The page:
**Split glmnet**

The most important predictor of buying diabetes drugs in 2016 was buying diabetes drugs prior to 2016. I split the data into two parts on this basis, and fitted glmnet models to each.

**XGBoost on top of glmnet**

I tried running XGBoost starting from half the log odds ratio predicted by glmnet, as an attempt to blend these two approaches more intimately.

**Logistic regression with t distribution priors on coefficients with Stan**

Stan is a language for writing Bayesian models. A Stan model can then be compiled to a C++ program that performs Hamiltonian Monte Carlo sampling.

This was a late addition. I didn't bootstrap this because it does its own sampling from the posterior, just blended it in 10%-90% with the blend of the predictions described above.

L2 regulatization can be viewed as a prior belief that coefficients have a normal distribution, and L1 regularization can be viewed as a prior belief that coefficients have a Laplace distribution. However my favourite distribution is Student's t distribution, so I wanted to try this as well. The t distribution looks like a normal distribution, but with fat tails. The Laplace distribution has fatter tails than the normal distribution, but the t distribution's fat tails are fatter still.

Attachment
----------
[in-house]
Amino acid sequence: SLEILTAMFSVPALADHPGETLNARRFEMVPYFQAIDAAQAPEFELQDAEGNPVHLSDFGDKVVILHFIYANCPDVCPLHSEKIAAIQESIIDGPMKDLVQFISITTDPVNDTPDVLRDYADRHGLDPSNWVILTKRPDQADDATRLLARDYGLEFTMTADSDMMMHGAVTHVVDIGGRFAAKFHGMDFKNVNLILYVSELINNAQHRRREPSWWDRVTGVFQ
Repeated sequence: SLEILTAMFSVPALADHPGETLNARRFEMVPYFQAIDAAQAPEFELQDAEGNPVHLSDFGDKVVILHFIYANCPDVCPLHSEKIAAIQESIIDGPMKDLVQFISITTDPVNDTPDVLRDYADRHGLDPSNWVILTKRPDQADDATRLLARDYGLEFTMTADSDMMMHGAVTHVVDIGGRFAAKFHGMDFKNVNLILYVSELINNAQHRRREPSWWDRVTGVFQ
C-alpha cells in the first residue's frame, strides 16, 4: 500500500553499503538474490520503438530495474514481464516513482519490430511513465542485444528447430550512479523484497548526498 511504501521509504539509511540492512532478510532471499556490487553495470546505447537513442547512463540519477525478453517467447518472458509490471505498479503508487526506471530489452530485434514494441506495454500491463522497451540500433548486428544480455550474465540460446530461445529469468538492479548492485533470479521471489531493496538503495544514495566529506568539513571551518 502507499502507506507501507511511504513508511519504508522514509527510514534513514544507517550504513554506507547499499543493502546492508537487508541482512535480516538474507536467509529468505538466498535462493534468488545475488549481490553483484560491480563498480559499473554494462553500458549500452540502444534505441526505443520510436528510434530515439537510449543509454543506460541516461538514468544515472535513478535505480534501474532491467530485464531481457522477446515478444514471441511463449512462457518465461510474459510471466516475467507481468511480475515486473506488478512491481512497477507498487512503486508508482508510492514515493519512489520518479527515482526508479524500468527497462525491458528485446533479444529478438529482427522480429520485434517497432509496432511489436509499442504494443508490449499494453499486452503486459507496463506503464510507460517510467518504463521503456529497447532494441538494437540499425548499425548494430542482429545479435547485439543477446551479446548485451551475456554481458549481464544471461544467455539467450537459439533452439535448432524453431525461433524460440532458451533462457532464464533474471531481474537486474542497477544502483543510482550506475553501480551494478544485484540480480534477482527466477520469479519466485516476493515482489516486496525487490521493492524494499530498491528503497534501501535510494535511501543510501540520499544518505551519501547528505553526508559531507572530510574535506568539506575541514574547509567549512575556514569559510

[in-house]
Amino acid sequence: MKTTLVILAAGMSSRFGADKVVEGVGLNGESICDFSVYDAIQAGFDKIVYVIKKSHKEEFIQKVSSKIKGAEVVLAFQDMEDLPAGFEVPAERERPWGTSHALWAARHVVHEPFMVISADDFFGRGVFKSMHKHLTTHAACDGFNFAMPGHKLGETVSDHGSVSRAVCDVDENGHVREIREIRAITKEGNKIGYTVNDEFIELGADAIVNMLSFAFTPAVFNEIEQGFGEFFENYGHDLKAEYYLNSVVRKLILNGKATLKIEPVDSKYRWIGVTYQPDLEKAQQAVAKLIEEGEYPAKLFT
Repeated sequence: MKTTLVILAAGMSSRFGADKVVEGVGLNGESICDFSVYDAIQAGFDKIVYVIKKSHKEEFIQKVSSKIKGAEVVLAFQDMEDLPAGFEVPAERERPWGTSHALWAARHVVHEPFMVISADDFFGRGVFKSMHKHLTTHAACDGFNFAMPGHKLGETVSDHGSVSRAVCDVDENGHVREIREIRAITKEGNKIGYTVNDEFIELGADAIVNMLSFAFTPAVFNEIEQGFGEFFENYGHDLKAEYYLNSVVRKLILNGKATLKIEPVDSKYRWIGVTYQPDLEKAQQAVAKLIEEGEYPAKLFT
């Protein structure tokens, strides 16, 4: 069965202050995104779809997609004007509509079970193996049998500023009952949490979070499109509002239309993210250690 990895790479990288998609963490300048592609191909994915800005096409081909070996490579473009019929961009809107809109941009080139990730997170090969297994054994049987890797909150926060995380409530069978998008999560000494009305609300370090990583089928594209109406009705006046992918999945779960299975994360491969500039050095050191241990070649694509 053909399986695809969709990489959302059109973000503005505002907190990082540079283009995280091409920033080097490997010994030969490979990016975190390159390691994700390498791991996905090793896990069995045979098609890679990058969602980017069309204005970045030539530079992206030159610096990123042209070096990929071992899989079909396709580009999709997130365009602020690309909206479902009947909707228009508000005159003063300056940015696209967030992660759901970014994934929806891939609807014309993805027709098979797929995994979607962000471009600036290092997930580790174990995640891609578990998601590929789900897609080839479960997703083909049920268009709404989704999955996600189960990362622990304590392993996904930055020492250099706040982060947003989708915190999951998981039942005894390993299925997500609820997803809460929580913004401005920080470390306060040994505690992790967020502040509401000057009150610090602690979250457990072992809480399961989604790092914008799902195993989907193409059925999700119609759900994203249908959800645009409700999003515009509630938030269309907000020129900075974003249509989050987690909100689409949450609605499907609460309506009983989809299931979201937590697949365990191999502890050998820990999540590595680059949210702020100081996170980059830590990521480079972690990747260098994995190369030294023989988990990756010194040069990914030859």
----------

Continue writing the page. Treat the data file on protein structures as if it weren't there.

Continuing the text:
I constructed a very simple Stan model for logistic regression with t distributed coefficients. To my surprise this worked, and once I figured out how to use the sparse matrix multiplication function it ran within a bearable time. I ran-in the sampler over 100 iterations, then sampled 100 models from the posterior distribution and averaged the predicted probabilities from these models.

I was impressed by Stan, and if I were doing this exercise over would have spent more time on it.

So there you go, that's my Melbourne Datathon 2017 Kaggle entry in all it's ~~horror~~ glory.

**Post-competition notes:**

I came third on the final leaderboard.

Yuan Li has described their winning solution, which is xgboost based with much better feature engineering than I've used.

The competition allowed me to submit two final entries, and I submitted one with the Stan model contribution and one without. The one without turned out to be the best of the two, by a hair.

A small attempt at interpretable modelling of the data, using L1 regularized logistic regression.

Better at predicting cesation of diabetes medication than starting it: